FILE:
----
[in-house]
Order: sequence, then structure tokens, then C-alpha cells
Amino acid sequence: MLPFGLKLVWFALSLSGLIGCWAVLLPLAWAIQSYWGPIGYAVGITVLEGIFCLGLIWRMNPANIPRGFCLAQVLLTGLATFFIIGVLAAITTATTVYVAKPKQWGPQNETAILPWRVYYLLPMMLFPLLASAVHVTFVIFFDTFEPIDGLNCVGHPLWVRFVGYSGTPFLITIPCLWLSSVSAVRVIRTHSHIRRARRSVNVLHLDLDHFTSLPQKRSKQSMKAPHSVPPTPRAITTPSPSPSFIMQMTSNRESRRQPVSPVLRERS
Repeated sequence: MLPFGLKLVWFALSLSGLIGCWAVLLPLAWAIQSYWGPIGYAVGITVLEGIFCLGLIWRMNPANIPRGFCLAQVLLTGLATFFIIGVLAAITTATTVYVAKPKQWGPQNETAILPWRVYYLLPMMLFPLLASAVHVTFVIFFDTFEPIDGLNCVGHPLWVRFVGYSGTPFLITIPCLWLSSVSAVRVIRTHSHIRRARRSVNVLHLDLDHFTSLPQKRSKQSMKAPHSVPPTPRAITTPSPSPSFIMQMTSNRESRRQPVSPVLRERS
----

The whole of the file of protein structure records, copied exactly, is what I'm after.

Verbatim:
[in-house]
Order: sequence, then structure tokens, then C-alpha cells
Amino acid sequence: MLPFGLKLVWFALSLSGLIGCWAVLLPLAWAIQSYWGPIGYAVGITVLEGIFCLGLIWRMNPANIPRGFCLAQVLLTGLATFFIIGVLAAITTATTVYVAKPKQWGPQNETAILPWRVYYLLPMMLFPLLASAVHVTFVIFFDTFEPIDGLNCVGHPLWVRFVGYSGTPFLITIPCLWLSSVSAVRVIRTHSHIRRARRSVNVLHLDLDHFTSLPQKRSKQSMKAPHSVPPTPRAITTPSPSPSFIMQMTSNRESRRQPVSPVLRERS
Repeated sequence: MLPFGLKLVWFALSLSGLIGCWAVLLPLAWAIQSYWGPIGYAVGITVLEGIFCLGLIWRMNPANIPRGFCLAQVLLTGLATFFIIGVLAAITTATTVYVAKPKQWGPQNETAILPWRVYYLLPMMLFPLLASAVHVTFVIFFDTFEPIDGLNCVGHPLWVRFVGYSGTPFLITIPCLWLSSVSAVRVIRTHSHIRRARRSVNVLHLDLDHFTSLPQKRSKQSMKAPHSVPPTPRAITTPSPSPSFIMQMTSNRESRRQPVSPVLRERS